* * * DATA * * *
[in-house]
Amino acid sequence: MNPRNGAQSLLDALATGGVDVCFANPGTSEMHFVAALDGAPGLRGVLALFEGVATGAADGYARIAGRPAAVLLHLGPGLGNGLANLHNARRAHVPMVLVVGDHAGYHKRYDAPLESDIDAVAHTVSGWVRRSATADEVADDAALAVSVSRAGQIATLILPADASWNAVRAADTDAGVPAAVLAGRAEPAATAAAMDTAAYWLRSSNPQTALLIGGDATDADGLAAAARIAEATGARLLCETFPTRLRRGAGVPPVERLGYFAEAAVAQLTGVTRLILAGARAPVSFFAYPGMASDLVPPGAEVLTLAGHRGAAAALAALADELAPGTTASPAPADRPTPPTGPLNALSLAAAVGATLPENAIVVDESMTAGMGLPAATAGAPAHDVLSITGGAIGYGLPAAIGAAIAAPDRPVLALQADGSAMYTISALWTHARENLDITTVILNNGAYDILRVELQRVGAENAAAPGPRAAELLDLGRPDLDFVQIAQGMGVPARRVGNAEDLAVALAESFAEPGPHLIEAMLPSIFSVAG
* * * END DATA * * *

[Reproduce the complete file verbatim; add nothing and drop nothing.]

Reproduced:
[in-house]
Amino acid sequence: MNPRNGAQSLLDALATGGVDVCFANPGTSEMHFVAALDGAPGLRGVLALFEGVATGAADGYARIAGRPAAVLLHLGPGLGNGLANLHNARRAHVPMVLVVGDHAGYHKRYDAPLESDIDAVAHTVSGWVRRSATADEVADDAALAVSVSRAGQIATLILPADASWNAVRAADTDAGVPAAVLAGRAEPAATAAAMDTAAYWLRSSNPQTALLIGGDATDADGLAAAARIAEATGARLLCETFPTRLRRGAGVPPVERLGYFAEAAVAQLTGVTRLILAGARAPVSFFAYPGMASDLVPPGAEVLTLAGHRGAAAALAALADELAPGTTASPAPADRPTPPTGPLNALSLAAAVGATLPENAIVVDESMTAGMGLPAATAGAPAHDVLSITGGAIGYGLPAAIGAAIAAPDRPVLALQADGSAMYTISALWTHARENLDITTVILNNGAYDILRVELQRVGAENAAAPGPRAAELLDLGRPDLDFVQIAQGMGVPARRVGNAEDLAVALAESFAEPGPHLIEAMLPSIFSVAG